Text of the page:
The myth of anonymised data – and data privacy

Published on the 31/07/2019 | Written by Heather Wright


Anonymised data_UCLouvain

Research shows anonymised data isn’t really anonymous…

If we needed any further evidence that privacy is something of a myth in this digital age, new research has shown that removing personal details from data doesn’t actually stop individuals being identified.

In what researchers from Imperial College London and the University of Louvain in Belgium say should be a wakeup call for policymakers, they’ve shown that ‘anonymised’ datasets, which remove personal details from data, can be reverse engineered to identify the individuals.

The researchers developed an algorithm and used machine learning and discovered that it could be used with unnerving accuracy to re-identify people from supposedly anonymous data.

“Our paper shows that de-identification is nowhere near enough to protect the privacy of people’s data.”

Their research found that 99.98 percent of Americans would be correctly re-identified in any dataset using 15 demographic attributes, such as date of birth, marital status and gender.

First author Dr Luc Rocher of UCLouvain says “While there might be a lot of people who are in their thirties, male and living in New York City, far fewer of them were also born on 5 January, are driving a red sports car and live with two kids (both girls) and one dog.”

The research has prompted the authors to call for policymakers to do more to protect individuals and to tighten the rules around anonymous data.

“Our paper shows that de-identification is nowhere near enough to protect the privacy of people’s data,” says co-author Julien Hendrickx from UCLouvain.

“Our results suggest that even heavily sampled anonymised datasets are unlikely to satisfy the modern standards for anonymisation set forth by GDPR and seriously challenge the technical and legal adequacy of the de-identification release-and-forget model,” the paper says.

The researchers say the paper demonstrates that allowing data to be used – to train AI algorithms for example – while preserving people’s privacy, requires much more than simply adding noise, sampling datasets and other de-identification techniques.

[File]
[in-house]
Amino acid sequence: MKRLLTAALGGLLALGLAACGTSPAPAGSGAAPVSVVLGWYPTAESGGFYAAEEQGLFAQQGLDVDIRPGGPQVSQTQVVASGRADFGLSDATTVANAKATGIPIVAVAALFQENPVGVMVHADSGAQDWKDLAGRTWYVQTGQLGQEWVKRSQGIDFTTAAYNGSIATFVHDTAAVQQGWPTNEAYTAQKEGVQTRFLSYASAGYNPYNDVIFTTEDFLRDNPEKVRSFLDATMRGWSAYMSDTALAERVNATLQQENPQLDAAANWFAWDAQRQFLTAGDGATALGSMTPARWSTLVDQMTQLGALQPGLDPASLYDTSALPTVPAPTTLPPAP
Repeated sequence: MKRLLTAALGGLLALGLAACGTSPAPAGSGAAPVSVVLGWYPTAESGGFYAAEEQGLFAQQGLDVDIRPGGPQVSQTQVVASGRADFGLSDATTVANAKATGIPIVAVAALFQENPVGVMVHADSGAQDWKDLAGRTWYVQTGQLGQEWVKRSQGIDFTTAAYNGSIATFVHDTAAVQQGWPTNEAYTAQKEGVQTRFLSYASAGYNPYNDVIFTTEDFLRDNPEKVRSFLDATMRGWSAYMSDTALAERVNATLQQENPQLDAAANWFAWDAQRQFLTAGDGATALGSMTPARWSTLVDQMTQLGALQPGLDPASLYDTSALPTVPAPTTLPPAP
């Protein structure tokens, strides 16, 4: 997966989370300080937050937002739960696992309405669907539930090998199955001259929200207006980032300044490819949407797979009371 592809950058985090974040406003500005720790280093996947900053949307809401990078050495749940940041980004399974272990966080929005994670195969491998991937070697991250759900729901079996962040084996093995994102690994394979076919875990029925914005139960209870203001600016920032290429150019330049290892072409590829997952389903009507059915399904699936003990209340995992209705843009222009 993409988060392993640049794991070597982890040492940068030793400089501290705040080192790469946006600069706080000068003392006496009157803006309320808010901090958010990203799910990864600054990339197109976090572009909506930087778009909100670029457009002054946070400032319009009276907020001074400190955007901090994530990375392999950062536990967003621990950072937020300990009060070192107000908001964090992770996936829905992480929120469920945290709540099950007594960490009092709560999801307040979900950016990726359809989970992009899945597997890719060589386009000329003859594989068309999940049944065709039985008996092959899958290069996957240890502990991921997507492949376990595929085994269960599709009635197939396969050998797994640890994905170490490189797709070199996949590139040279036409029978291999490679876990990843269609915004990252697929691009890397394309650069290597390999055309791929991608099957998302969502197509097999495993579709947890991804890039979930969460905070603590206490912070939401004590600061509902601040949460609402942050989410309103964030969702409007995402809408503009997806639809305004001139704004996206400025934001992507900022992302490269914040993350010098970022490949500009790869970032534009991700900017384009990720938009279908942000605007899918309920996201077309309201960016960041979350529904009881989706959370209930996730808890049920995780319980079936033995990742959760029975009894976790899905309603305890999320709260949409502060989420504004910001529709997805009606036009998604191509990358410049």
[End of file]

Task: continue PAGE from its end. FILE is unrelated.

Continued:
Governments and companies – from medical facilities to financial services – routinely collect personal data. The paper notes that even academic journals are increasingly requiring authors to make anonymous data available to the research community.

Data is sampled and anonymised, stripping identifying characteristics such as names and email addresses in the belief it will ensure individuals can’t be identified.

Once that’s done, data protection laws worldwide consider the ‘anonymous’ data as not being personal data anymore and therefore able to be freely used, shared and sold to third parties such as advertising companies and data brokers.

But the report shows that once acquired, that data can often be reverse engineered using machine learning to re-identify individuals – potentially exposing sensitive information about people and enabling the buyers to build comprehensive personal profiles.

It questions the validity of anonymisation as a means of addressing privacy concerns in the wake of scandals such as the sale of Facebook data to Cambridge Analytica, and raises questions about the global market for data.

Senior author Dr Yves-Alexandre de Montjoye from Imperial’s Department of Computing and Data Science Institute, says the research shows just how easily, and accurately, individuals can be traced.

“Companies and governments have downplayed the risk of re-identification by arguing that the datasets they sell are always incomplete.

“Our findings contradict this and demonstrate that an attacker could easily and accurately estimate the likelihood that the record they found belongs to the person they are looking for.”

The researchers have also published a demonstration tool to allow people to understand how likely they are to be traced. The tool, they note, does not save data.

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